Aircraft Engine Electrical Systems | Aircraft Systems

Aircraft Engine Electrical Systems

The satisfactory performance of any modern aircraft depends to a great degree on the continuing reliability of electrical systems and subsystems. Improperly or carelessly installed or maintained wiring can be a source of both immediate and potential danger. The continued proper performance of electrical systems depends upon the knowledge and technique of the mechanic who installs, inspects, and maintains the electrical wire and cable of the electrical systems.

The procedures and practices outlined in this site are general recommendations and are not intended to replace the manufacturer’s instructions in approved practices.

For the purpose of this discussion, a wire is described as a single solid conductor, or a stranded conductor, covered with an insulating material. [Figure 1]

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Figure 1. Two types of aircraft wire

 The term “cable,” as used in aircraft electrical installations, includes the following:
  1. Multiconductor cable—two or more separately insulated conductors in the same jacket.
  2. Twisted pair—two or more separately insulated conductors twisted together.
  3. Shielded cable—one or more insulated conductors, covered with a metallic braided shield.
  4. Radio frequency cable—a single, insulated center conductor with a metallic braided outer conductor. The concentricity of the center conductor and the outer conductor is carefully controlled during manufacture to ensure that they are coaxial.

Wire Size

Wire is manufactured in sizes according to a standard known as the American wire gauge (AWG). The wire diameters become smaller as the gauge numbers become larger. The largest wire size shown in Figure 2 is number 0000, and the smallest is number 40. Larger and smaller sizes are manufactured but are not commonly used.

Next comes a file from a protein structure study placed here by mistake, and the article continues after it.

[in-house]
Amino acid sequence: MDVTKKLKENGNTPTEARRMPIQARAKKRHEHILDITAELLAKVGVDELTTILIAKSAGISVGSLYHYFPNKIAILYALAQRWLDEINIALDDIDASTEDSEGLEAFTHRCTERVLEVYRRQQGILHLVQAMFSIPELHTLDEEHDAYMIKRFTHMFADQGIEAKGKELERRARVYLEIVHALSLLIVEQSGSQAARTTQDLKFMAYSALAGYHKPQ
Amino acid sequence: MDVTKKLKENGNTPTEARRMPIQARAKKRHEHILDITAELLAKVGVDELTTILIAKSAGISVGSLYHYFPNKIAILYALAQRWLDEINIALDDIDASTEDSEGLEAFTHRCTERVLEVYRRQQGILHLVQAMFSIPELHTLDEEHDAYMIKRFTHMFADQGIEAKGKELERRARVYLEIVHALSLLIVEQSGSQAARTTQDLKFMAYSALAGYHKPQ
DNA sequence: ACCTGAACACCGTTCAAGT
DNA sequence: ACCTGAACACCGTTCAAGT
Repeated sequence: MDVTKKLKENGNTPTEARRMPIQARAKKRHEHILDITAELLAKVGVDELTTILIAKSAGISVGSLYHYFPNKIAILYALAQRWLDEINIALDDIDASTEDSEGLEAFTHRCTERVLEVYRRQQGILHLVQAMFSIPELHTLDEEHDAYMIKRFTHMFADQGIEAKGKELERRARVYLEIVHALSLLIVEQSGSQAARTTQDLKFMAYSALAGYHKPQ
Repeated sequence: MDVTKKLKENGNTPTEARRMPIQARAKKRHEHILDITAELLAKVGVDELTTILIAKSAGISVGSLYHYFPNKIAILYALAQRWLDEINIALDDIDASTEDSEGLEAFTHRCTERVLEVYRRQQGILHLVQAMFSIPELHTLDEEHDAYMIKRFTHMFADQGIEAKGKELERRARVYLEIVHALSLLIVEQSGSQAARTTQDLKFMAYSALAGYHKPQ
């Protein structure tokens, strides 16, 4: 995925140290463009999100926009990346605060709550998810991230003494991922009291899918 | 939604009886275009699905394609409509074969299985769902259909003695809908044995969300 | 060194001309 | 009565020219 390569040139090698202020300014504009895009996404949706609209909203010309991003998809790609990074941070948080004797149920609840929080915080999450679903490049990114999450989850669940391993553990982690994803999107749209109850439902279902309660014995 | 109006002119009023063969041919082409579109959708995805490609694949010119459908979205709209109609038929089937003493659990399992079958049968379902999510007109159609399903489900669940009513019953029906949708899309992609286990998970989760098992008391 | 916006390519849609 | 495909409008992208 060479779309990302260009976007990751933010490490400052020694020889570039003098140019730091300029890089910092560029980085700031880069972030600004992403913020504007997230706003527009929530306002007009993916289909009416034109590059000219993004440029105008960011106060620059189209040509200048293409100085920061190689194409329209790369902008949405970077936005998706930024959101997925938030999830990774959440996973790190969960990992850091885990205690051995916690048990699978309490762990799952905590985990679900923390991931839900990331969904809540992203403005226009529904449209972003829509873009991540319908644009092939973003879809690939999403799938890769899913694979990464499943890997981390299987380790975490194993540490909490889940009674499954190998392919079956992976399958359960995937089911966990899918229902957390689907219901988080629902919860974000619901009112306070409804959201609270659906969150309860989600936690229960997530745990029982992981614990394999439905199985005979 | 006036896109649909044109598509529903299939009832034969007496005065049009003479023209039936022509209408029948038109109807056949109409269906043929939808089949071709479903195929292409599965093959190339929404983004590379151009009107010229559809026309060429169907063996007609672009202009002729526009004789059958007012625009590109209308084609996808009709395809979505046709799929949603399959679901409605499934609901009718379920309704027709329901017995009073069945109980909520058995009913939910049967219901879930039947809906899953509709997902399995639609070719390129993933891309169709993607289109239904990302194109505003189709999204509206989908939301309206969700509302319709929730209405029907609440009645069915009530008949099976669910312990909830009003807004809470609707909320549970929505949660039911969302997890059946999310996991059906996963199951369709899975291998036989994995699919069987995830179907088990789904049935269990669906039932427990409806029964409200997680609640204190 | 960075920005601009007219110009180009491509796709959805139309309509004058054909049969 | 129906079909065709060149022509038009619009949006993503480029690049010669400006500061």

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Figure 2. American wire gauge for standard annealed solid copper wire

Wire size may be determined by using a wire gauge. [Figure 3] This type of gauge measures wires ranging in size from number 0 (zero) to number 36. The wire to be measured is inserted in the smallest slot that just accommodates the bare wire. The gauge number corresponding to that slot indicates the wire size. The slot has parallel sides and should not be confused with the semicircular opening at the end of the slot. The opening simply permits the free movement of the wire all the way through the slot.

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Figure 3. Wire gauge

Gauge numbers are useful in comparing the diameter of wires, but not all types of wire or cable can be accurately measured with a gauge. Large wires are usually stranded to increase their flexibility. In such cases, the total area can be determined by multiplying the area of one strand, usually computed in circular mils (commonly used as a reference to wire size) when diameter or gauge number is known by the number of strands in the wire or cable.

Factors Affecting the Selection of Wire Size

Several factors must be considered in selecting the size of wire for transmitting and distributing electric power. One factor is the allowable power loss (PR loss) in the line. This loss represents electrical energy converted into heat. The use of large conductors reduces the resistance and therefore the PR loss. However, large conductors are more expensive initially than small ones; they are heavier and require more substantial supports.

A second factor is the permissible voltage drop (IR drop) in the line. If the source maintains a constant voltage at the input to the line, any variation in the load on the line causes a variation in line current and a consequent variation in the IR drop in the line. A wide variation in the IR drop in the line causes poor voltage regulation at the load. The obvious remedy is to reduce either current or resistance. A reduction in load current lowers the amount of power being transmitted, whereas a reduction in line resistance increases the size and weight of conductors required. A compromise is generally reached whereby the voltage variation at the load is within tolerable limits and the weight of line conductors is not excessive.

A third factor is the current carrying ability of the conductor. When current is drawn through the conductor, heat is generated. The temperature of the wire rises until the heat radiated, or otherwise dissipated, is equal to the heat generated by the passage of current through the line. If the conductor is insulated, the heat generated in the conductor is not so readily removed as it would be if the conductor were not insulated. Thus, to protect the insulation from too much heat, the current through the conductor must be maintained below a certain value.

When electrical conductors are installed in locations where the ambient temperature is relatively high, the heat generated by external sources constitutes an appreciable part of the total conductor heating. Allowance must be made for the influence of external heating on the allowable conductor current, and each case has its own specific limitations. The maximum allowable operating temperature of insulated conductors varies with the type of conductor insulation being used.